Pressure mounts on FBI for answers on Florida naval base shooting
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[December 09, 2019]
By Brad Brooks
PENSACOLA, Fla. (Reuters) - U.S.
investigators face mounting pressure on Monday to deliver answers on the
motive that led a Saudi Air Force lieutenant to shoot and kill three
people and wounded eight others at a U.S. Navy base in Pensacola,
Florida Governor Ron DeSantis, speaking at a Sunday evening press
conference, said he was sure the gunman carried out an act of terrorism.
He questioned whether it could have been prevented by better vetting of
foreign military officers who train in the United States.
"There is a lot of frustration in our state over this," DeSantis said.
"You have foreign military personnel coming to our base. They should not
be doing that if they hate our country."
The FBI said it thinks that the shooter, Second Lieutenant Mohammed
Saeed Alshamrani, 21, acted alone when he opened fire inside a classroom
at the base early on Friday morning.
The bureau said it was not ruling out labeling the violence as an act of
terrorism, but that it still had many people to interview on Monday and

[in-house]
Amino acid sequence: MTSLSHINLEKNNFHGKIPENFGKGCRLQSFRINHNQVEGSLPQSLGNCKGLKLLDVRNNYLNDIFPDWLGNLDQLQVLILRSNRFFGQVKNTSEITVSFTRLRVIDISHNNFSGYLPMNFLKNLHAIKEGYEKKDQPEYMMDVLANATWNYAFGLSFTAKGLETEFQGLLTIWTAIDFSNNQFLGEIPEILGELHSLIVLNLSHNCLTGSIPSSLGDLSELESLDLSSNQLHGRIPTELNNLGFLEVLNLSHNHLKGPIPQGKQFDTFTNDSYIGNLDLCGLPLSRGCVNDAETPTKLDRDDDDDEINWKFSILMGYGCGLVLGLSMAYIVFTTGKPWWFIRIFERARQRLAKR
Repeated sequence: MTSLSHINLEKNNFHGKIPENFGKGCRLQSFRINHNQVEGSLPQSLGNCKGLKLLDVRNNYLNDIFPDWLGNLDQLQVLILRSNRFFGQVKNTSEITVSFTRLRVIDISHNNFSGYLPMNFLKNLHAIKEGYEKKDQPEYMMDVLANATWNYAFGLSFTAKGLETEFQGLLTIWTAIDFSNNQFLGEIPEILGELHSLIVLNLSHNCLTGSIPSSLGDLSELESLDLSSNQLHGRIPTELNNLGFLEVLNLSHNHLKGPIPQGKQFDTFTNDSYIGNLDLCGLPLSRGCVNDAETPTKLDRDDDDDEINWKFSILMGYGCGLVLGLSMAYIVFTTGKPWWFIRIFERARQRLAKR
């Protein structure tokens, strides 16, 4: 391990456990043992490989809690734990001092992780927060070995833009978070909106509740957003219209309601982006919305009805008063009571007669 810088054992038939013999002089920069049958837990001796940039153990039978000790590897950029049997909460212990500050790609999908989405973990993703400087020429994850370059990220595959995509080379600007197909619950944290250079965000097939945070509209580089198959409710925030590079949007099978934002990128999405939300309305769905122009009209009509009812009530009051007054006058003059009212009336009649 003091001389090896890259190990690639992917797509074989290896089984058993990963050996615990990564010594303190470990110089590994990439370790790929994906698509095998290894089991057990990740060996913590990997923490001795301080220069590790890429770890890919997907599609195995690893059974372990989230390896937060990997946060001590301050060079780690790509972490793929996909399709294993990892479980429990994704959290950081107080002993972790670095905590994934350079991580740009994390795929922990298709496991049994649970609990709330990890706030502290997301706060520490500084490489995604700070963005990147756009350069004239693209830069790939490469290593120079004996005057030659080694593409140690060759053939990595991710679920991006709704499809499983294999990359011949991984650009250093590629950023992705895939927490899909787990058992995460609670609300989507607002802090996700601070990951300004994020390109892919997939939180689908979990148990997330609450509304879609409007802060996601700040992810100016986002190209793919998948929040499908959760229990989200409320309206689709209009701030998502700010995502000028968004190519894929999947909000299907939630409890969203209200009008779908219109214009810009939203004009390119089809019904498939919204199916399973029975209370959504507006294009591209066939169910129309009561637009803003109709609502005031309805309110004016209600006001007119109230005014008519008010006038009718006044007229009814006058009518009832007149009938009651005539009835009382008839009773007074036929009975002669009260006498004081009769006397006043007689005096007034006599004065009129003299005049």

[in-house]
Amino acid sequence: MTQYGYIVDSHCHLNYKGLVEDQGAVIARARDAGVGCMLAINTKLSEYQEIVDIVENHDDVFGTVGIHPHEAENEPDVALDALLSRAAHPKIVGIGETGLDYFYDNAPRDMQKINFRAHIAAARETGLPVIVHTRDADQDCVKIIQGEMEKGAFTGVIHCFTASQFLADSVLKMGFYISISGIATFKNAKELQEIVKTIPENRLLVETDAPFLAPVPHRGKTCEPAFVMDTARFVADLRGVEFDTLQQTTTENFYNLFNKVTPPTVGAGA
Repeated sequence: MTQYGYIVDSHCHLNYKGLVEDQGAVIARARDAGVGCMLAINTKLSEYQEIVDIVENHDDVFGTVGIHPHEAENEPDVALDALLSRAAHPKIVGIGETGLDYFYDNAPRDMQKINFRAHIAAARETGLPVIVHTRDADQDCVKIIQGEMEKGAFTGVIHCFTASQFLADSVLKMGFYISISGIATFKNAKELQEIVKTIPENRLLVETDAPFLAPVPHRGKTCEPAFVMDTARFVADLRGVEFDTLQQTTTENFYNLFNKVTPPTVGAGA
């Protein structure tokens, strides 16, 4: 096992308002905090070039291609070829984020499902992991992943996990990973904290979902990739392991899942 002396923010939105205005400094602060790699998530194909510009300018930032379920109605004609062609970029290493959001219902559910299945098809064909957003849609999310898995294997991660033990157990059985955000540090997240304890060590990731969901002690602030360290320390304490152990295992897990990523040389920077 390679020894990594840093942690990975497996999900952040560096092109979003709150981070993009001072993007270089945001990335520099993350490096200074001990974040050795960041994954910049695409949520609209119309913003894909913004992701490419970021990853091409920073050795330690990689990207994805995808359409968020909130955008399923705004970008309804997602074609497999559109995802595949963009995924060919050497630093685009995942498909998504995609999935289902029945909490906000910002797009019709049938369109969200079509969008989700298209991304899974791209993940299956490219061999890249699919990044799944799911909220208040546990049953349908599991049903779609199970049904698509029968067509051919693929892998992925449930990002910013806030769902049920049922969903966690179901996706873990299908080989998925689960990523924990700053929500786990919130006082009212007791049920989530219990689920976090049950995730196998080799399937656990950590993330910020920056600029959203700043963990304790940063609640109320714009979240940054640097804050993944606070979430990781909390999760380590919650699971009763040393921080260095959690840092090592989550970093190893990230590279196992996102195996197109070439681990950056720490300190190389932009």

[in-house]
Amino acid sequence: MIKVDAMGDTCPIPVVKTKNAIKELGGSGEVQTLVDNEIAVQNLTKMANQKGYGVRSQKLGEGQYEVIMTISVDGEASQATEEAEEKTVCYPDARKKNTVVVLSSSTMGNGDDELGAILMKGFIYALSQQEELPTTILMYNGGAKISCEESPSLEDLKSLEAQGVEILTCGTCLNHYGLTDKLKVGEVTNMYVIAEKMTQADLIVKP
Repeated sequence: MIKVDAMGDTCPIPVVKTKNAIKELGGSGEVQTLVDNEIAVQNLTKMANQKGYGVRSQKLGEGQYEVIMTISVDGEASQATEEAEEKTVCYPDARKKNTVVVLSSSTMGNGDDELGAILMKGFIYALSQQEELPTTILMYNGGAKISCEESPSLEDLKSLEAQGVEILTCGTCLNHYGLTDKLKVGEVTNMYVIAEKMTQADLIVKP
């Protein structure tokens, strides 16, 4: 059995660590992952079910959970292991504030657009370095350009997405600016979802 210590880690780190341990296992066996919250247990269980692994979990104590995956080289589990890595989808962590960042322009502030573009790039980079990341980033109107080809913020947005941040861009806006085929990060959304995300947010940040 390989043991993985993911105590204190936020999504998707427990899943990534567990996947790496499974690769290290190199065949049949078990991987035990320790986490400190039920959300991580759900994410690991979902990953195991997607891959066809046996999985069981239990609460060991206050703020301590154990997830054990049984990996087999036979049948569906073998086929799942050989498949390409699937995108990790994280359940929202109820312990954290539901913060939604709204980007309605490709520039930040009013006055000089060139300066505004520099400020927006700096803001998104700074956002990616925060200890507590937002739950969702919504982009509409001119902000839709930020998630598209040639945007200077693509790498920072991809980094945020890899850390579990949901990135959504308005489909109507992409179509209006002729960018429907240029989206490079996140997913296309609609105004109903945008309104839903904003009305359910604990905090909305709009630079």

was still collecting evidence at what it called an active crime scene.
The New York Times reported late Sunday that it had reviewed an official
complaint Alshamrani lodged in April against an instructor at the base
who had made derogatory comments about his appearance, but that there
was no apparent connection between that incident and the shooting.
The FBI confirmed on Sunday that Alshamrani had legally purchased
somewhere in Florida the Glock 9mm pistol he used in the shooting.
DeSantis said he was able to buy the firearm because of a "federal
loophole" in gun laws that allow nonimmigrant foreign nationals to
purchase weapons for an array of reasons, including if they simply have
a hunting license.
[to top of second column]
Royal Saudi Air Force 2nd Lieutenant Mohammed Saeed Alshamrani,
airman accused of killing three people at a U.S. Navy base in
Pensacola, Florida, is seen in an undated military identification
card photo released by the Federal Bureau of Investigation December
7, 2019. FBI/Handout via REUTERS.
"I'm big supporter of the Second Amendment, but it's so Americans
can keep and bear arms, not Saudi Arabians," the governor told
Alshamrani was on the base as part of a U.S. Navy training program
designed to foster links with foreign allies. He had started
training in the United States in 2017 and had been in the Pensacola
area for the past 18 months, authorities said.
His fellow Saudi students were speaking directly with American
investigators and were restricted to the base on order of the Saudi
military, Rojas said.
(Reporting by Brad Brooks)
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